Europe is currently in a state of flux and transition. The groundwork is being laid for a “U.S. of E.”. A common currency is in the works, to be followed by some kind of federal government. Meanwhile, the Soviet Union has collapsed and the newly independent states are busy realigning themselves into new federations. This country stagnates. The monied and propertied class is in the process of consolidating its wealth, with no clear goal in sight. In short, there is hoarding going on. The working people are being stripped of whatever property they had managed to accumulate through years of struggle. People are going from homes they “owned” right into the streets [due to the failing economy]…People cannot afford health insurance. People cannot afford daycare. People cannot afford housing. People cannot afford food. The United States is no longer even ostensibly a leader of the community of [developed] nations – except in terms of firepower. This country is in need of a leader. Out of this disintegration a change must come. …[This leader] will not, in my opinion, be a White man.... He will be an African-American and he will lead the disenfranchised in a revolution of values that will seek to rebuild this country from the ground up.

…What the Blacks have going for them that the Whites do not…is what is called on the playing fields “hunger.” They’ve never been on top. I also believe that, despite racism, a Black man possessed of dignity and strength and armed with an irrefutable message and a workable plan would be listened to with [a] respect…bordering on awe. …Such a Black man would represent an upheaval of values in his person alone – which would make his message all the stronger. Martin Luther King Jr. …demonstrated …the potentialities inherent in the rise of a Black leader. …Malcolm X…further demonstrated the capacity for leadership that is latent in the Black soul. It is significant that both men were gunned down (as was Gandhi in Asia). To put Satan on the run is to court death.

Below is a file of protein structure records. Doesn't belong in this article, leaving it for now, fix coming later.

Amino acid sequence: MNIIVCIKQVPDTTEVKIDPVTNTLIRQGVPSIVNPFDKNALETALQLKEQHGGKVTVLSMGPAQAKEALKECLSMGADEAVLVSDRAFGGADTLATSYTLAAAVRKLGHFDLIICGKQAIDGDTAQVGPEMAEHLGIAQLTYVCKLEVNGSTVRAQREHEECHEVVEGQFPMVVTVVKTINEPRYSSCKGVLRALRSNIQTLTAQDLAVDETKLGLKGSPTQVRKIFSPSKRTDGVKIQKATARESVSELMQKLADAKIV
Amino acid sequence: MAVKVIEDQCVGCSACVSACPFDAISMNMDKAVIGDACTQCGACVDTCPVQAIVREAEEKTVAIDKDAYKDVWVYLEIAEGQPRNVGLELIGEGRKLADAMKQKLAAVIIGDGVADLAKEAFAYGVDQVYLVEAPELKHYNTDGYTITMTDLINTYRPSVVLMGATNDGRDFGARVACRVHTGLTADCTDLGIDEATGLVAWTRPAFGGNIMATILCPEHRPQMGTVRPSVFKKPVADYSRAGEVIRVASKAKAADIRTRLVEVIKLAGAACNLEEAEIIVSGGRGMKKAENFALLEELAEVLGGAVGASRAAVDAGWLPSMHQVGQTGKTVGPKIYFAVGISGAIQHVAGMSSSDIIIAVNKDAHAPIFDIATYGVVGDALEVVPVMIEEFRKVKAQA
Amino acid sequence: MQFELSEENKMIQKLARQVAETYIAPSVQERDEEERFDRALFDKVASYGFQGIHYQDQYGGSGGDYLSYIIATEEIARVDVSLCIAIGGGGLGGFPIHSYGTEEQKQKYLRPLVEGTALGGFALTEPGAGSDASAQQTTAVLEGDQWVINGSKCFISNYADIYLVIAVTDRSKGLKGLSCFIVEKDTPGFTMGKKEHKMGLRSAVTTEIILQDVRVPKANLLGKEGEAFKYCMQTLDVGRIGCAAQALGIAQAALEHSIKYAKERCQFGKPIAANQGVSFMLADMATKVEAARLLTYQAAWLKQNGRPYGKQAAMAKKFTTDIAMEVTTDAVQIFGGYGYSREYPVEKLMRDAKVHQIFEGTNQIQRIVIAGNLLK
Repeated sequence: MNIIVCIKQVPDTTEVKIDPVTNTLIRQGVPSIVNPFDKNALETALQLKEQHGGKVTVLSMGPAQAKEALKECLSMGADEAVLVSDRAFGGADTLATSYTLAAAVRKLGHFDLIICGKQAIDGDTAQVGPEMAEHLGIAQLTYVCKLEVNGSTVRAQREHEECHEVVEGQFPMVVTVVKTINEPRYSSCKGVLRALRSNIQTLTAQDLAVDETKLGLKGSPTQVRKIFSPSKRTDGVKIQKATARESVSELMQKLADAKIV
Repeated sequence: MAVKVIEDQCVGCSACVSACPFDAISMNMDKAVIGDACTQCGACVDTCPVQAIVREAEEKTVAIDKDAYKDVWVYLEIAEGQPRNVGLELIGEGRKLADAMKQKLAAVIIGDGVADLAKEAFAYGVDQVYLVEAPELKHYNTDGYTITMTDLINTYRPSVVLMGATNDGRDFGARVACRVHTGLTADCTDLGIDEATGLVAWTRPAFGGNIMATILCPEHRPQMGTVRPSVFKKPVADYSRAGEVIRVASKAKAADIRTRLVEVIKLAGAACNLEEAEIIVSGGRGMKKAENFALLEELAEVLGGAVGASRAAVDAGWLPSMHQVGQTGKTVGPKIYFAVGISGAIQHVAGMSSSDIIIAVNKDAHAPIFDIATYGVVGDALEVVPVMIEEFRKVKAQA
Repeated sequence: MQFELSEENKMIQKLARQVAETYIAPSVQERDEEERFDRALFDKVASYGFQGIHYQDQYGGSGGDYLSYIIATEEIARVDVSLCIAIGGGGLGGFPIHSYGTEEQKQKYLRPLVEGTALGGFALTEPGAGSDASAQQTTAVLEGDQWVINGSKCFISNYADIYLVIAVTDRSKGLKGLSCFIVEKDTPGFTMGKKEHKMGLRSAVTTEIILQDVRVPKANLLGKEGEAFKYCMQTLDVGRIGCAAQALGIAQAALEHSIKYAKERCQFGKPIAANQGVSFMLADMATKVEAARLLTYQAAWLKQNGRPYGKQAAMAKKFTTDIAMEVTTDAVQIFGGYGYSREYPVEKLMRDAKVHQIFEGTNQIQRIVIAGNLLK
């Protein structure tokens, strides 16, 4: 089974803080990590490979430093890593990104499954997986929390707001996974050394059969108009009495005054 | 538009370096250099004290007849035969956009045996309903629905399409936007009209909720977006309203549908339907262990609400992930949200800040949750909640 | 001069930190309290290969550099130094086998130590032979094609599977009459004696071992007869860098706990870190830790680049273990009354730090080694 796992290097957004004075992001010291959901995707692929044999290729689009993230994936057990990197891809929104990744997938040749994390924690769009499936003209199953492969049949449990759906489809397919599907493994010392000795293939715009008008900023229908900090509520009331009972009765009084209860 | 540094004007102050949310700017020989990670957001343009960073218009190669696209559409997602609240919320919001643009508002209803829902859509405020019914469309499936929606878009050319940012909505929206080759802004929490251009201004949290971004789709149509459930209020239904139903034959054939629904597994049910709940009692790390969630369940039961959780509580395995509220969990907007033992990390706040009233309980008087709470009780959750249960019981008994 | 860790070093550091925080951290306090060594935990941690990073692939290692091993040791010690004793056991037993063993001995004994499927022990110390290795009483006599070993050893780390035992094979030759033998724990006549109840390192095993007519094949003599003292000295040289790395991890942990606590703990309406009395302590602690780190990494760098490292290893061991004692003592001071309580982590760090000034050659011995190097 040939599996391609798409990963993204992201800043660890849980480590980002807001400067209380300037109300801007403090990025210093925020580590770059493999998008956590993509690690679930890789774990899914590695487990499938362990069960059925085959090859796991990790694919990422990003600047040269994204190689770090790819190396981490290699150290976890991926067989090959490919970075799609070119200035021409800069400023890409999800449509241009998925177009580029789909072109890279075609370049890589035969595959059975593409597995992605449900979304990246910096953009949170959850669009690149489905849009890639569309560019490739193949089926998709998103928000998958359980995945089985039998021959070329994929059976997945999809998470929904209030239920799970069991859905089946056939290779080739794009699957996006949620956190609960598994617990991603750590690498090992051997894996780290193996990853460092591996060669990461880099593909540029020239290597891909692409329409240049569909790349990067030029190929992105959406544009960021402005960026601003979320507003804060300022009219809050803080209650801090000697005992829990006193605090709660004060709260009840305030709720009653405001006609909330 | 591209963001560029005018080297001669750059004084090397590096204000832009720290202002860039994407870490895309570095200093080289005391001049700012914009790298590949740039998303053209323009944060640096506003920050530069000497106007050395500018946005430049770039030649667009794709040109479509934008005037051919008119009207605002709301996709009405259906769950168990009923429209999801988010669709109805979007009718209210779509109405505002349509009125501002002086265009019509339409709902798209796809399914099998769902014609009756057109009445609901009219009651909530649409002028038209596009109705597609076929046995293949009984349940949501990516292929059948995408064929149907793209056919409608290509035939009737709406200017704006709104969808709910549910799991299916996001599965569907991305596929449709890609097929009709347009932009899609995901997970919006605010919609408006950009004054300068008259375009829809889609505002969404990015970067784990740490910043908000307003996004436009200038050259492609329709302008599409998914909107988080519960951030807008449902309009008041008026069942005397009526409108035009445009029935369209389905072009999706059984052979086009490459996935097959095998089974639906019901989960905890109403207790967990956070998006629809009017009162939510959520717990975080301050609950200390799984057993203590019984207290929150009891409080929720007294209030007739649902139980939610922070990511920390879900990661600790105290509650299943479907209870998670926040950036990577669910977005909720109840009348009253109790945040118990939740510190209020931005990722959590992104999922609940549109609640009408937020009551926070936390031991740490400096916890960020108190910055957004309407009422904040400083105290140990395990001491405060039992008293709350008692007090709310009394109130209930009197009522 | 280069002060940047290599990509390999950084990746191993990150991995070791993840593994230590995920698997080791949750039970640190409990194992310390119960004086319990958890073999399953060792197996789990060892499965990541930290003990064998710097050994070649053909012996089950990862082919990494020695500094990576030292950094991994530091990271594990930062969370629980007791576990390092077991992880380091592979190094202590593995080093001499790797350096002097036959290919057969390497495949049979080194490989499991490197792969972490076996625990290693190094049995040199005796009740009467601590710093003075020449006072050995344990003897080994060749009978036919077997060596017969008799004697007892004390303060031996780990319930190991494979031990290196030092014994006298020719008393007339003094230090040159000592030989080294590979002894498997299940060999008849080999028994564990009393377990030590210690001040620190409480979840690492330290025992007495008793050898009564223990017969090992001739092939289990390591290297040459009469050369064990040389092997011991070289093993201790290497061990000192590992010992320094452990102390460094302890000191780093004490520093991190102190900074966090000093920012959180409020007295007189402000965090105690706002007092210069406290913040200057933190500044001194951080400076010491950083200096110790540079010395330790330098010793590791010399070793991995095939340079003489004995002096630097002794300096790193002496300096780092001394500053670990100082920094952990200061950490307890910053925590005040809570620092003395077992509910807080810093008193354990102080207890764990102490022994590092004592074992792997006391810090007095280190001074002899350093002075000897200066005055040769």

This must not be allowed to happen to Barack Obama. It is possible that Barack Obama is the very man for whose advent I perceived a crying need more than a decade-and-a-half ago. It would therefore demonstrate a lack of intellectual integrity – a sacrificing of the Possible on the altar of the Ideal -- for me to continue to call for a boycott of the election at this time. I cannot in good conscience turn my back on the Obama phenomenon. OBAMA FOR PRESIDENT.


An Interested Party said...

So what do you do and how do you feel if Hillary wins the Democratic nomination?

Rodak said...

At this point, I honestly don't know. That will probably depend on a lot of factors, including how close the election looks to be; whom she chooses as a running mate; how she conducts the rest of her campaign, etc.
The element from my 1991 notebook that Hillary, although female, cannot deliver is: "Such a Black man would represent an upheaval of values in his person alone"; this, I think, is a question of caste, rather than of gender.